Donald Trump Jr. embarrassed himself after he shared a graph showing President Joe Biden's administration created more jobs per month, on average, than the Trump administration.
The White House Instagram account had earlier uploaded a graph showing the number of jobs created by Biden in comparison with former United States Presidents, including Barack Obama, George W. Bush and Bill Clinton.
According to the graph, Biden has created an average of more than 550,000 jobs per month. Trump is the only president on the list to have a minus figure, coming in at just over the -50,000 mark.
Trump Jr. went on to share the graph, criticizing "the comments to this nonsense."
But the numbers do not lie – the post was later shared to Twitter by journalist Aaron Rupar, who described it as "quite the self-own."
Did Trump Jr. think he was making a statement that his father, former President Donald Trump, had in fact, contributed far more to the economy than he actually had?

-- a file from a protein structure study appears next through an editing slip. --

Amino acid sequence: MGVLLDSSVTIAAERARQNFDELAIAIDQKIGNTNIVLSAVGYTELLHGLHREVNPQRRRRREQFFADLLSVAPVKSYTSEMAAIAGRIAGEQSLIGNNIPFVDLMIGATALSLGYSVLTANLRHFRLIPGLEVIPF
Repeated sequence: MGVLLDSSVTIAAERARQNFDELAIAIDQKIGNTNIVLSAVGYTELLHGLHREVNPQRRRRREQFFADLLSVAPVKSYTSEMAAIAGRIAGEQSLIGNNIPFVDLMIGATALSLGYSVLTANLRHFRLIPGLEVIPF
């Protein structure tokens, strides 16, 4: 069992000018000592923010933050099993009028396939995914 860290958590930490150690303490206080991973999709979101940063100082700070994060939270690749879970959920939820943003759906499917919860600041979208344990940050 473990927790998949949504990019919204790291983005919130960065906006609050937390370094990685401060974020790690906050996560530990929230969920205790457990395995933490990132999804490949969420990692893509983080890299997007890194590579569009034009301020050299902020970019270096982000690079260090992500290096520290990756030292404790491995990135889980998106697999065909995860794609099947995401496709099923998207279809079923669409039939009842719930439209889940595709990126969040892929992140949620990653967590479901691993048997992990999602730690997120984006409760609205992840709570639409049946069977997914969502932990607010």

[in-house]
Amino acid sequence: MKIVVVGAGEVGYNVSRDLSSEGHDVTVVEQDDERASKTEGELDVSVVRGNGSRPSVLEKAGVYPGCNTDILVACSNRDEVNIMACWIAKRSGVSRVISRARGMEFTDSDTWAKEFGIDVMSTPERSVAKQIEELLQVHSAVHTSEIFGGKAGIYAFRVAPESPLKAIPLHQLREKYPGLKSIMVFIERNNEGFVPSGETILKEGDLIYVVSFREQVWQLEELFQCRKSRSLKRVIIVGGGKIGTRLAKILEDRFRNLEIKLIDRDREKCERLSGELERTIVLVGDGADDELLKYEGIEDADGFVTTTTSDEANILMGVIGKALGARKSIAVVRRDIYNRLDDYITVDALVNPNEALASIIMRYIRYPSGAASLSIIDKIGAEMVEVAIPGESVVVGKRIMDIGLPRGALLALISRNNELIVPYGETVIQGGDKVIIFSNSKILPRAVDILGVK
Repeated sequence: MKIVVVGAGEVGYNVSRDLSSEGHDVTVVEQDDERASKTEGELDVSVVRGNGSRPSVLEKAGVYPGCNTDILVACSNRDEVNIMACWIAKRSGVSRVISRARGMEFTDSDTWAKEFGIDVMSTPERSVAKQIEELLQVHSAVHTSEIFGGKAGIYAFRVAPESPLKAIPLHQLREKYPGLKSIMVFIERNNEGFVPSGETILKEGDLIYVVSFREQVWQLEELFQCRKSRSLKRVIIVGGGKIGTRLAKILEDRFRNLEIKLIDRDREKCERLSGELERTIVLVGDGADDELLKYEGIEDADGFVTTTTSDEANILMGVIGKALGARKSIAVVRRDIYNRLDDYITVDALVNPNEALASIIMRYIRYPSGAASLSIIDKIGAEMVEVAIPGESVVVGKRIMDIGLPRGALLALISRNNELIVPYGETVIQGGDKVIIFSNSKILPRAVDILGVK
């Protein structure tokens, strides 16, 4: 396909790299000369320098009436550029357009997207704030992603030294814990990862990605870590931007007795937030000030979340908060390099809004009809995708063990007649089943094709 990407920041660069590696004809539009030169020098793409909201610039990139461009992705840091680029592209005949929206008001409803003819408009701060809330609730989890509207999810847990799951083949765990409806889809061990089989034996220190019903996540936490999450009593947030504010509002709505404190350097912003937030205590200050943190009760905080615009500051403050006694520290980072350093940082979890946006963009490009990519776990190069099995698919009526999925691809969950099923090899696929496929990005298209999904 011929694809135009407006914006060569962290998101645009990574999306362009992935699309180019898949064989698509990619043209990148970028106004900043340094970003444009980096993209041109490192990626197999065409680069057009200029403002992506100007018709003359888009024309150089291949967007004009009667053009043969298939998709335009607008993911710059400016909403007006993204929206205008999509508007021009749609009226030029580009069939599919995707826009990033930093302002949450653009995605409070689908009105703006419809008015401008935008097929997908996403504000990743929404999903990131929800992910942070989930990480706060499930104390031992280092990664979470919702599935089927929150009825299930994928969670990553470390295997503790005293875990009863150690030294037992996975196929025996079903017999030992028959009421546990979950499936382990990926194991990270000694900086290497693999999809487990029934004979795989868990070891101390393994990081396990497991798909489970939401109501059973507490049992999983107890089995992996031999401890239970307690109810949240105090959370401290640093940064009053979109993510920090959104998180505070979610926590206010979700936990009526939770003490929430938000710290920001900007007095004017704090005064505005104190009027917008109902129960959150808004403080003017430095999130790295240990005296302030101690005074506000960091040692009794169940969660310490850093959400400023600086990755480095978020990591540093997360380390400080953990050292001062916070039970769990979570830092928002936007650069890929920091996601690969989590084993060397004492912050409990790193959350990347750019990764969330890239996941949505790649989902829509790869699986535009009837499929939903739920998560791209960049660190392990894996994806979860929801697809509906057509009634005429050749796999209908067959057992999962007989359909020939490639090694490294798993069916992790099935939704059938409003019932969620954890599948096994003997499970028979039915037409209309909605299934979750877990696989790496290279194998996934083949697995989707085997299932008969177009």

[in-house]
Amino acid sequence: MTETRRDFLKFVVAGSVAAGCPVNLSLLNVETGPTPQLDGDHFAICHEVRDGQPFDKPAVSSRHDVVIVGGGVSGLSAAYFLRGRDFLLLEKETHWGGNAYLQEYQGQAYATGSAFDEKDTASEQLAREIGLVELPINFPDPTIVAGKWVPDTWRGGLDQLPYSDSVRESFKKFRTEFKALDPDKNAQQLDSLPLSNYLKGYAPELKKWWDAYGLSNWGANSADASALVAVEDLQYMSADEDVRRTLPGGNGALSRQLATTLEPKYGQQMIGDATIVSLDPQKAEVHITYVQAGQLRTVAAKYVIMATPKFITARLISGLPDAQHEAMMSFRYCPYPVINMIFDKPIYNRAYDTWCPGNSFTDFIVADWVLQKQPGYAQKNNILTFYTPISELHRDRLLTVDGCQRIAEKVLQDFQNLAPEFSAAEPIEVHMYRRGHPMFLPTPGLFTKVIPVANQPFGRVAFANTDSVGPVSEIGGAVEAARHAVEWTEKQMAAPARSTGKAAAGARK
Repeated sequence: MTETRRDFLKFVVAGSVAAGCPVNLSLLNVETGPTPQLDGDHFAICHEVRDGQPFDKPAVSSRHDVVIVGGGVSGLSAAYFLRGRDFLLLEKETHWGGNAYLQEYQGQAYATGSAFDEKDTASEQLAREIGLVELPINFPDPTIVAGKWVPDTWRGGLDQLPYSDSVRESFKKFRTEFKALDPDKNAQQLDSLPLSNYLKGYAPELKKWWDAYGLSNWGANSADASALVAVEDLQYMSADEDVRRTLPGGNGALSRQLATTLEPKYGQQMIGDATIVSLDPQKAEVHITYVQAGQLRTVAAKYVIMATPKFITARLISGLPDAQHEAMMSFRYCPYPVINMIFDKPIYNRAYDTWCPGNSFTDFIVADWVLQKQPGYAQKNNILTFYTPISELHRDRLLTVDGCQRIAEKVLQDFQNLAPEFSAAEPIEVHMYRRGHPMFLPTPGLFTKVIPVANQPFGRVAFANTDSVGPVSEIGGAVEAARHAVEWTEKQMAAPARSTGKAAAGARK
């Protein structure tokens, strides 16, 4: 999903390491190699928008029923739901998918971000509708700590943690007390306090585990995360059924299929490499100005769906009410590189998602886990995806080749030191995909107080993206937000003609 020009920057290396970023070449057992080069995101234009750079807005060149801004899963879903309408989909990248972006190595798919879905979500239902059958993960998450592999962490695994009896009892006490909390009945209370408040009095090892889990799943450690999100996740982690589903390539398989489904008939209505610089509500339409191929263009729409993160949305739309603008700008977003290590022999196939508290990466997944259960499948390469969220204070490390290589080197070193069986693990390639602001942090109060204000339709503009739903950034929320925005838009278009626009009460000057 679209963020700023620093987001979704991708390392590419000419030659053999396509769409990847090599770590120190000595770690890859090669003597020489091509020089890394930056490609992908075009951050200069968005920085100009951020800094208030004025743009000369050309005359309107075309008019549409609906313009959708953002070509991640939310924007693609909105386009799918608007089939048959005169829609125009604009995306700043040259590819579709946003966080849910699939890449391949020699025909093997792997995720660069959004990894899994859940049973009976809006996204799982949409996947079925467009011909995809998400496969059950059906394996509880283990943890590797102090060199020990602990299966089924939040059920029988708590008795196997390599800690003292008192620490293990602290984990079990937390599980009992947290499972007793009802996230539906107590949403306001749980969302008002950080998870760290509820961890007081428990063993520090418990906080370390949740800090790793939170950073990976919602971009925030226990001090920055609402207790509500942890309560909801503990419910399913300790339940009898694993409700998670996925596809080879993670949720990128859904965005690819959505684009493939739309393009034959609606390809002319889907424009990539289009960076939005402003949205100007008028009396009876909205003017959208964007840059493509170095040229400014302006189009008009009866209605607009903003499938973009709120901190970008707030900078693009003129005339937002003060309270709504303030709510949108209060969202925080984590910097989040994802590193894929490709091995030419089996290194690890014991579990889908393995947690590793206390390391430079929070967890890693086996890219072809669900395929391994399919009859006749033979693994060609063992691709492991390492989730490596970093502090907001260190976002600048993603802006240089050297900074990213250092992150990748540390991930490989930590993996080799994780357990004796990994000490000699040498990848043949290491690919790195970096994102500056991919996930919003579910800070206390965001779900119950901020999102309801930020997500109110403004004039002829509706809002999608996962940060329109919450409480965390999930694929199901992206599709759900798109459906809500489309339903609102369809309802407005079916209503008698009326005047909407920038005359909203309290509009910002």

If so, many on social media took the opportunity to remind him that he was wrong.
Trump Jr. has repeatedly come under fire for false claims he's made about the United States economy.
He once rather infamously mocked "the experts who laughed about breaking 3%," a reference to data released by the Bureau of Economic Analysis (BEA) that showed a significant boost in the second quarter of 2018, with the initial estimate for quarterly growth in the gross domestic product at 4.1 percent, much higher than 2.2 percent seen in the first quarter of 2018.
At the time, Trump Jr. claimed that former President Barack Obama, his father's predecessor, never saw such economic growth on his watch.
He was wrong, however. As Washington Post analyst Philip Bump pointed out, that "political observers expressed skepticism about assertions that the country would hit 4 percent growth — annually — not 3 percent in a quarter."
Bump said Trump Jr. was "conflating this quarter’s 4 percent growth with the fact that the economy never grew at a 3 percent annual rate under President Barack Obama," concluding that "nothing" Trump Jr. said was true.